CONCORD, NH – A two-year tuition freeze at the University System of NH is over, which will mean budget cuts and tuition hikes for students come fall to compensate for a $9 million state funding shortfall.
The tuition hike will affect the system-wide network of colleges, including University of New Hampshire, Plymouth University, Keene State College and Granite State College.
In a press release issued Monday, USNH Trustees called for a 2.75 percent tuition increase, described as “the smallest in-state increase in over 10 years:”
Recognizing the challenging state budget environment, Trustees had lowered their original request from $100 million to $90 million in FY 2016 and prioritized the freezing of tuition. With state funding currently budgeted for $81 million for FY 2016, a $9 million shortfall needed to be addressed. At their meeting on Friday, the USNH Board of Trustees and presidents reaffirmed their commitment to high academic quality at the most affordable tuition rates. They chose to take a multi-prong approach in setting in-state tuition rates for FY 2016 that would lessen the burden on New Hampshire students and their families.
The $9 million dollar gap will be addressed through campus expense cuts and a 2.75 percent tuition increase, the smallest in-state increase in over 10 years prior to the tuition freeze. Should additional state funding be made possible, every state dollar will be used to offset student cost. In light of continued state funding pressures, the Board has committed to a substantive strategic review that could lead to difficult choices ahead.
“While we understand the fiscal challenges facing our state, we are disappointed that we cannot freeze in-state tuition for an additional two years.” said Pamela Diamantis, chair of the USNH Board of Trustees. “While USNH is rated as the most efficient university system in New England with the lowest administrative cost per student, we will continue to take steps to review expenses in order to keep tuition as low as possible.”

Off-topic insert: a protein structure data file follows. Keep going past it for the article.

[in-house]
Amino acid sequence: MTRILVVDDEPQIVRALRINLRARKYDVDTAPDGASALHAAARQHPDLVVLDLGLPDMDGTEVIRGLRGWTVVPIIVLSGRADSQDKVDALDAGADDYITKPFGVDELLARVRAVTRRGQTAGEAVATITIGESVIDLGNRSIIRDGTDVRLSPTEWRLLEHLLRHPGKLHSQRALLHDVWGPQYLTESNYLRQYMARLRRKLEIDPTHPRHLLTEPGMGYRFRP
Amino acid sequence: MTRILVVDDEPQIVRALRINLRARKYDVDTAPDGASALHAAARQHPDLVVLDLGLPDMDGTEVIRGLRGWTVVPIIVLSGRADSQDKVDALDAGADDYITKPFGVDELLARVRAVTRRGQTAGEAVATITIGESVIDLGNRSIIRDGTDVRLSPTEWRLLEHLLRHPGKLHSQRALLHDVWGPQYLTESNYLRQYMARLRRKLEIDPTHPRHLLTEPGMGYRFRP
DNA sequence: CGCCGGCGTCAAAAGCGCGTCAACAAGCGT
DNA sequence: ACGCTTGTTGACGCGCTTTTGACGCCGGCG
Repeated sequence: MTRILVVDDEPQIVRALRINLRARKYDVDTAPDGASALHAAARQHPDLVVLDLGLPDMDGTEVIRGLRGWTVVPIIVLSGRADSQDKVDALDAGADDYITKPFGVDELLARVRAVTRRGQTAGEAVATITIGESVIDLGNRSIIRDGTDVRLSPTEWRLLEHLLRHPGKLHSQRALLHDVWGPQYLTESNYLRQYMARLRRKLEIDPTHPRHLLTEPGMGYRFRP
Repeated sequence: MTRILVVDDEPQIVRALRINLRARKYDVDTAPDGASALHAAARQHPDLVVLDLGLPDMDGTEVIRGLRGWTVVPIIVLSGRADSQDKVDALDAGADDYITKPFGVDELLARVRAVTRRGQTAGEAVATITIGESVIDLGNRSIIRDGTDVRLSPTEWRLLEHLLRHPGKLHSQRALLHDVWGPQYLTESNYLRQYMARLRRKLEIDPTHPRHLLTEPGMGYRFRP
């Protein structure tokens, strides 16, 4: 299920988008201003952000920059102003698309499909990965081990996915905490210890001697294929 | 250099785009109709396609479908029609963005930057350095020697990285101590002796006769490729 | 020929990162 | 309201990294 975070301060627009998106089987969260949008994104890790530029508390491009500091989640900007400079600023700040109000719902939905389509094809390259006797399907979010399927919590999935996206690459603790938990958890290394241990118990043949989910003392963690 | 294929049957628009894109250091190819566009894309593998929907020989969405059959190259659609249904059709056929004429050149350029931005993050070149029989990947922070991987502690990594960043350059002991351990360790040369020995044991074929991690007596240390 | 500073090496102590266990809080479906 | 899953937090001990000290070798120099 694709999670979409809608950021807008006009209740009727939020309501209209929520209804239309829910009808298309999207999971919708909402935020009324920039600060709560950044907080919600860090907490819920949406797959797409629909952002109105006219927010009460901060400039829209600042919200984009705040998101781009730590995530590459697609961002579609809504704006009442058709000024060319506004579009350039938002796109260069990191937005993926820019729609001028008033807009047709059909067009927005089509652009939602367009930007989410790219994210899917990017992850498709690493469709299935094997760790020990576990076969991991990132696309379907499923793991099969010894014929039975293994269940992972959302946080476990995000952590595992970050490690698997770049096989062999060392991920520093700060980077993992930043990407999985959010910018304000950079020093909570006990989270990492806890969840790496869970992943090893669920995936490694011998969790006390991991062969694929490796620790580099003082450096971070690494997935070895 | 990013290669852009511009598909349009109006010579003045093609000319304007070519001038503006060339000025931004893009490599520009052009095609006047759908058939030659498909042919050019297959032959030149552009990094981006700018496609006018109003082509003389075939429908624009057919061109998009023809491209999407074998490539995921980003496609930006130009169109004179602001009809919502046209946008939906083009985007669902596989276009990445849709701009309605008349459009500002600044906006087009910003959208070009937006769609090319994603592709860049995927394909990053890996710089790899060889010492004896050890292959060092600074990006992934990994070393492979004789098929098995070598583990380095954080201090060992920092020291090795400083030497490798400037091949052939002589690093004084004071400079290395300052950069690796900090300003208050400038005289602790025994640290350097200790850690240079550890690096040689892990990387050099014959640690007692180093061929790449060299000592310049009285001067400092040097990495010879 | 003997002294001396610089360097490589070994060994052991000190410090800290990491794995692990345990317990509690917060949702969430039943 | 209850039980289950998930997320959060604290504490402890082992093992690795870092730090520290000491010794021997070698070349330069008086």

“It is critical for the future of our state that we keep public higher education affordable while also maintaining high quality standards. We will continue to work with state lawmakers, our partners in the business community and most of all, our students and their families, to provide a worldclass education at the lowest possible price,” stated Chancellor Todd Leach. State funding is the major factor in determining in-state tuition level
Gov. Maggie Hassan issued the following statement on the tuition increase Monday afternoon:
“In order to keep more of our young people here in New Hampshire and help our workers develop the skills and critical thinking needed for success in the 21st century innovation economy, we must ensure that all of our people have access to affordable higher education. We took an important step toward that goal with our bipartisan efforts to freeze in-state tuition at the University System of New Hampshire over the past two years, the first tuition freeze at the university system in 25 years. The university system has also developed innovative programs to provide our students with lower-cost options, but we must do more to hold down the cost of higher education.
“I appreciate the university system’s efforts to minimize this increase despite the fact that the budget passed by the legislature did not provide any year-to-year increase for higher education. Moving forward, we must do more to hold down the cost of tuition, which is exactly why we cannot afford unpaid-for corporate tax cuts that would create a significant budget hole at the expense of higher education and other critical economic priorities.”